Have you shopped lately? Gone to the mall and tried something on? Maybe the color is not perfect for you, or the style isn’t flattering.
If you are shopping alone, there is only one choice for another opinion: the salesperson. We are forced to rely on her honesty, but what if she works on sales commission? If she thinks of this sale as only financial, her response will be, “The style and color are perfect for you, and it looks great!” Feeling confident, you make the purchase and take it home—after all, this new outfit “looks great.”
Consequences if the outfit doesn’t look great are likely minor, and you’ll wear it only once.
Previously from Ms. Hagemeyer: Building trust with patients builds the practice
Optical frames, unlike clothing, are almost always a constant. Frames are likely on our patient’s face from morning until night.
Eyewear influences how first impressions are formed and consequently how a patient’s personality and individuality is perceived. In addition, selection of the perfect frame can raise our patient’s self-confidence.
When we assist our patients in frame selection, we have a responsibility to assess their personality—it will relate to the style of ophthalmic frame chosen. That being said, personality should not dictate the only direction of frame choice. After all, there are thousands of frame styles to choose from. Our patients rely on our honesty and integrity to assist in sorting their perfect style from those that may not be the best choice.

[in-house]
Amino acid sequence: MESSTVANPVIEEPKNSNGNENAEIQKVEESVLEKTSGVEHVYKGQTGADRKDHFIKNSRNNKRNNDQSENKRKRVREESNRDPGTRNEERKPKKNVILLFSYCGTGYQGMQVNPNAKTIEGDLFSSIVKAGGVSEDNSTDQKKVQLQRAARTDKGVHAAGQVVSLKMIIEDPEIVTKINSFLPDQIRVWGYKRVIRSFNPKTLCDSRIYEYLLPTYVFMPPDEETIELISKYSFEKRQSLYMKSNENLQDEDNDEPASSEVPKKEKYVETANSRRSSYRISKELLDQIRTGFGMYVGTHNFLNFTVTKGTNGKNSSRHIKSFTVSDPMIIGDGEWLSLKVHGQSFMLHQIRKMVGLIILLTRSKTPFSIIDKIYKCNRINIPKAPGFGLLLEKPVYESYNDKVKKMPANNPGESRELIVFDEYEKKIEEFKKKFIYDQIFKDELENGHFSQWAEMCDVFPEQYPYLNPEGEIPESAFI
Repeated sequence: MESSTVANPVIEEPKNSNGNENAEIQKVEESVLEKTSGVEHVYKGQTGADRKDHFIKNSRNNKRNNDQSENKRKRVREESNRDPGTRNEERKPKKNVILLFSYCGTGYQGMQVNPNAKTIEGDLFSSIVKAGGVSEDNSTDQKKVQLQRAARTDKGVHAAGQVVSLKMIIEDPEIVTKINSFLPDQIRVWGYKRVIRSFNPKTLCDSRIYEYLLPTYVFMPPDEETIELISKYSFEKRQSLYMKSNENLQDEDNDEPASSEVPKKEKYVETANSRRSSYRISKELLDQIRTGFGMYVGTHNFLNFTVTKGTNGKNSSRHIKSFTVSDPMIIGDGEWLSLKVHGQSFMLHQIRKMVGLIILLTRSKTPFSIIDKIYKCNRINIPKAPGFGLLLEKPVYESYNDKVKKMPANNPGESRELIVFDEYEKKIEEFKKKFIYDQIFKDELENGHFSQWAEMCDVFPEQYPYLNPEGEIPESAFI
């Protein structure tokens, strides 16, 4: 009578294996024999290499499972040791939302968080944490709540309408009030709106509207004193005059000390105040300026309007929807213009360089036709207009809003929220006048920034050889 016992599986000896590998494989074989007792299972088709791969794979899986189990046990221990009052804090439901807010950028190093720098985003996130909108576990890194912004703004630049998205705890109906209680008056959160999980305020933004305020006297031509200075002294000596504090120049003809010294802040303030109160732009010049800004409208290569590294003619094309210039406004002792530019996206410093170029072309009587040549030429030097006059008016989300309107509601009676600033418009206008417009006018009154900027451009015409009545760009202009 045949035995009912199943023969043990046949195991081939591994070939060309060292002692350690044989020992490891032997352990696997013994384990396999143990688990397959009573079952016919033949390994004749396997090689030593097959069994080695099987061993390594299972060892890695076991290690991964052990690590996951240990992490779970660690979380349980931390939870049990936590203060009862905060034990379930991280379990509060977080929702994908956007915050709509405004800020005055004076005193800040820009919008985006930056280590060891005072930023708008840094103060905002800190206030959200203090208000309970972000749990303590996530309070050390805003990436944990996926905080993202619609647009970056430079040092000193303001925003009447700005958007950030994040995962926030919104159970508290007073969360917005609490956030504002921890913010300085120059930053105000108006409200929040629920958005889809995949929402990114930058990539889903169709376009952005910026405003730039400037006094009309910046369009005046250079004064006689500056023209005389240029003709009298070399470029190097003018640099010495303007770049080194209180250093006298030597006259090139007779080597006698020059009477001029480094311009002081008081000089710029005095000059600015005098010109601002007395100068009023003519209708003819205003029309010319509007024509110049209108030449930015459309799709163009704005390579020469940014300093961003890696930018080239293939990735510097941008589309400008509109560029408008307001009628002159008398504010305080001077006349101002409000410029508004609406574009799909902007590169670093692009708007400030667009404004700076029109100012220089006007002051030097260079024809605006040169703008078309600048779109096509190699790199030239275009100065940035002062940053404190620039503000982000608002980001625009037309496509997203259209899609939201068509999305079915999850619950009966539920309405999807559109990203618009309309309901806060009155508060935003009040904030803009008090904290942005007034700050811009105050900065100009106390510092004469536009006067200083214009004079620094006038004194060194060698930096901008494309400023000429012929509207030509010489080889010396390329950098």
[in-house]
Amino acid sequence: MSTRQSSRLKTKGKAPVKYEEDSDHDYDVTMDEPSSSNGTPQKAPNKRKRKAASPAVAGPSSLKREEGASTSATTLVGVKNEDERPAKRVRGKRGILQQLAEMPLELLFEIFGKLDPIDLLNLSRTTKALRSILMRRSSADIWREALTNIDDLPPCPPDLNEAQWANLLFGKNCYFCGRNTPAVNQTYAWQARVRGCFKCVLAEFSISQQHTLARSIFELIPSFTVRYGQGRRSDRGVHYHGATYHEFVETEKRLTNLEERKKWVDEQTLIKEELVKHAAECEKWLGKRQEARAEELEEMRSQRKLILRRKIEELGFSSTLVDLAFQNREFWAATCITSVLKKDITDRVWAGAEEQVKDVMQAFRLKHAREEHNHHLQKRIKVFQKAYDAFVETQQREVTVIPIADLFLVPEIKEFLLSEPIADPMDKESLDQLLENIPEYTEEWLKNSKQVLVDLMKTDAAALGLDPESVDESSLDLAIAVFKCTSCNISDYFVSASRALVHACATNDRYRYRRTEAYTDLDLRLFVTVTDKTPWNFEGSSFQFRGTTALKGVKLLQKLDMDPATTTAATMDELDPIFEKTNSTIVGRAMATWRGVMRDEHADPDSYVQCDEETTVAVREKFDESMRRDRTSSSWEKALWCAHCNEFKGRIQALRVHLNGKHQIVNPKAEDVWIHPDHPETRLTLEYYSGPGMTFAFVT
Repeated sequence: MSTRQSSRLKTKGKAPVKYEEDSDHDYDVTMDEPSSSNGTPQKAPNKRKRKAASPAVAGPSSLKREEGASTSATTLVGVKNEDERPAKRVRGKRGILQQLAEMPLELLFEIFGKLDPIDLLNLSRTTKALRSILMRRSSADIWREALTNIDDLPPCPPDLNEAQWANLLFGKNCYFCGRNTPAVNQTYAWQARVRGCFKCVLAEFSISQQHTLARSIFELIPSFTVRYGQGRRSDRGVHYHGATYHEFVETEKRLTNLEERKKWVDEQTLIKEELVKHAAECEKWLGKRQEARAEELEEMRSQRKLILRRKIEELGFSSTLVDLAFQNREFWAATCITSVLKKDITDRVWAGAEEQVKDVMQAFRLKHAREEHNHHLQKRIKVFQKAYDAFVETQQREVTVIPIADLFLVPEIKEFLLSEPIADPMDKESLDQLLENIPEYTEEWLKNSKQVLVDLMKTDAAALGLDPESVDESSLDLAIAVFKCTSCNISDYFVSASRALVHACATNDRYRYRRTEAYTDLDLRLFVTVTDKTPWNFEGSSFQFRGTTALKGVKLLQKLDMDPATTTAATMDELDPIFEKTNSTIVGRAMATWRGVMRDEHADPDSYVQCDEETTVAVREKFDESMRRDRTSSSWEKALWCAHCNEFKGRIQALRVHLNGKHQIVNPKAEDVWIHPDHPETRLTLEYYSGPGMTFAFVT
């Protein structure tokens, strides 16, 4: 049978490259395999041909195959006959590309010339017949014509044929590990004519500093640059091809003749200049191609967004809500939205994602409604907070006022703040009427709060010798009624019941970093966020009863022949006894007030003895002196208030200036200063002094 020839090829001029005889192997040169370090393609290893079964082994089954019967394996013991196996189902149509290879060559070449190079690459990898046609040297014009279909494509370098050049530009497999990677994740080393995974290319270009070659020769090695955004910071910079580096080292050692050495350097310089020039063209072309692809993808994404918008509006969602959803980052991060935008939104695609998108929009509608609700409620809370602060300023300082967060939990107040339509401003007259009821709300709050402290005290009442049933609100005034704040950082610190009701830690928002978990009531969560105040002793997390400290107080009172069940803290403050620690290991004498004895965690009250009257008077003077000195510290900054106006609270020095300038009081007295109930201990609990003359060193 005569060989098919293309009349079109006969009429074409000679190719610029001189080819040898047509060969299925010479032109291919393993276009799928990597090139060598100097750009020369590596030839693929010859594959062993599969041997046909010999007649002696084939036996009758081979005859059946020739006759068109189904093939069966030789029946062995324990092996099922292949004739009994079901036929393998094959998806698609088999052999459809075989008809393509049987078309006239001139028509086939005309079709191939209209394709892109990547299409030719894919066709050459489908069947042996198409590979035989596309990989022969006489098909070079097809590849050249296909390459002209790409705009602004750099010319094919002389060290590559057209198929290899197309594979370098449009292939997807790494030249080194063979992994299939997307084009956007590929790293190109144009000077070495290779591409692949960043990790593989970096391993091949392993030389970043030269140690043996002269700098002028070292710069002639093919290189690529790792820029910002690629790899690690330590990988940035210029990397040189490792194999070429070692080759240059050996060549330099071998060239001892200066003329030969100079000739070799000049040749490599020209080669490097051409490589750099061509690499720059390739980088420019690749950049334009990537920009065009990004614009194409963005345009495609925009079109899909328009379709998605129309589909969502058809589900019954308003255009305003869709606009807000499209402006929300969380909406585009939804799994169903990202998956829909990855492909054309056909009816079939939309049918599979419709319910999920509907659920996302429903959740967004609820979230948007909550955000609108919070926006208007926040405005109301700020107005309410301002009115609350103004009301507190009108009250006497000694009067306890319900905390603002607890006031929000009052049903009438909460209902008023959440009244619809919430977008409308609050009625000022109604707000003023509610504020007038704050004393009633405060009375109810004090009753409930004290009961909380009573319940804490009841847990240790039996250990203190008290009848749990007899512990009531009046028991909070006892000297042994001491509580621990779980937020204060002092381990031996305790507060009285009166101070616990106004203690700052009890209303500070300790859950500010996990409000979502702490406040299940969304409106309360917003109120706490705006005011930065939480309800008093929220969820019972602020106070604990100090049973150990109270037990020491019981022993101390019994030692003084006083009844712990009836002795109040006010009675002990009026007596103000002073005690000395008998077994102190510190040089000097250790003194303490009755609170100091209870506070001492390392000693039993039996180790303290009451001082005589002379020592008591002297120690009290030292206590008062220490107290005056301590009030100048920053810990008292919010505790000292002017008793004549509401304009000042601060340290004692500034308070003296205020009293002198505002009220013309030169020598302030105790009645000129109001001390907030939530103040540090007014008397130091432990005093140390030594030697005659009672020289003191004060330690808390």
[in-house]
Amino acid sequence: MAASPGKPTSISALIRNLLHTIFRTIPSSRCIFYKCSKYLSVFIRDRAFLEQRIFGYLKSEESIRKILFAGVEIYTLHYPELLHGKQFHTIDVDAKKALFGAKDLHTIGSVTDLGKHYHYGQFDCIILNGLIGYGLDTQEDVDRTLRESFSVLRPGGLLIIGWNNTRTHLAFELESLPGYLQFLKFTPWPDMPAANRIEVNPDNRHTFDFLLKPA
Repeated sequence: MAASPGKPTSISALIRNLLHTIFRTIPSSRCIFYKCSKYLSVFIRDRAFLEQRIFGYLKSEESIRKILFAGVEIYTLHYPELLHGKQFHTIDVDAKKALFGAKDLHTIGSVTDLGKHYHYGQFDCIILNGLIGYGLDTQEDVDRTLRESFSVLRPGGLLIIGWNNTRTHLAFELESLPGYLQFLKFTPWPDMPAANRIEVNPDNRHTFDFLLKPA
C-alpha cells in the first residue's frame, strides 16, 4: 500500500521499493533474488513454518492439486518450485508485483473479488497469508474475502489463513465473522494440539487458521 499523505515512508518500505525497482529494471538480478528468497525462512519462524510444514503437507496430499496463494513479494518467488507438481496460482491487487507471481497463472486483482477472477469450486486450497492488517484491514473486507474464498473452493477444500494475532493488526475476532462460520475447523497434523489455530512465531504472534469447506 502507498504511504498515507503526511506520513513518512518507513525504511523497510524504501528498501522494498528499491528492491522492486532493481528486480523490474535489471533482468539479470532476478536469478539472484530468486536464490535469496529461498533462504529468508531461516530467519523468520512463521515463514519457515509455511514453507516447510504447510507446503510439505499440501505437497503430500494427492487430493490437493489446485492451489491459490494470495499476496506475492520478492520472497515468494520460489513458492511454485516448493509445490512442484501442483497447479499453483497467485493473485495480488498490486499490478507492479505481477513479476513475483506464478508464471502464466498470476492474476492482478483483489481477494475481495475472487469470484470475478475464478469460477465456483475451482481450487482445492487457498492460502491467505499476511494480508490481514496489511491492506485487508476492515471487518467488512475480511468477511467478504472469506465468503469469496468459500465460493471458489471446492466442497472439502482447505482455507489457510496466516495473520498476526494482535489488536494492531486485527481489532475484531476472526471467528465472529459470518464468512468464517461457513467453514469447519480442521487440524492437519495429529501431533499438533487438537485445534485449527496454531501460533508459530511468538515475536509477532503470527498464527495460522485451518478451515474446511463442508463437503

Casual communication with patients during frame selection will improve their perception of the entire process. It becomes a catalyst for comfort and encourages a relaxing exchange. Our patients feel no pressure to make a purchase; instead, they may enjoy the process.
Frame selection should never feel like a chore. Time constraints compromise the atmosphere of frame selection. It is key to never rush. A rushed decision may evolve into a mistake, then the possibility of an unfortunate remake of the complete job, and at the end we have an unhappy patient who isn’t pleased with our service and may communicate that to family and friends.
When a patient thinks frame selection is an inconvenience or speaks of frame selection as “the worst part of the appointment,” think of her attitude as a challenge, not a burden. Avoid allowing her emotion to influence how you conduct yourself during frame selection.
It can be difficult to remain upbeat when the person you are trying to help doesn’t care or is difficult to please. When helping a patient with a negative attitude, it can be a struggle to remain optimistic. If it becomes too stressful, ask a team member to take over if only for a few minutes. A break can be healthy and encourage a few minutes to regain a fresh and optimistic perspective.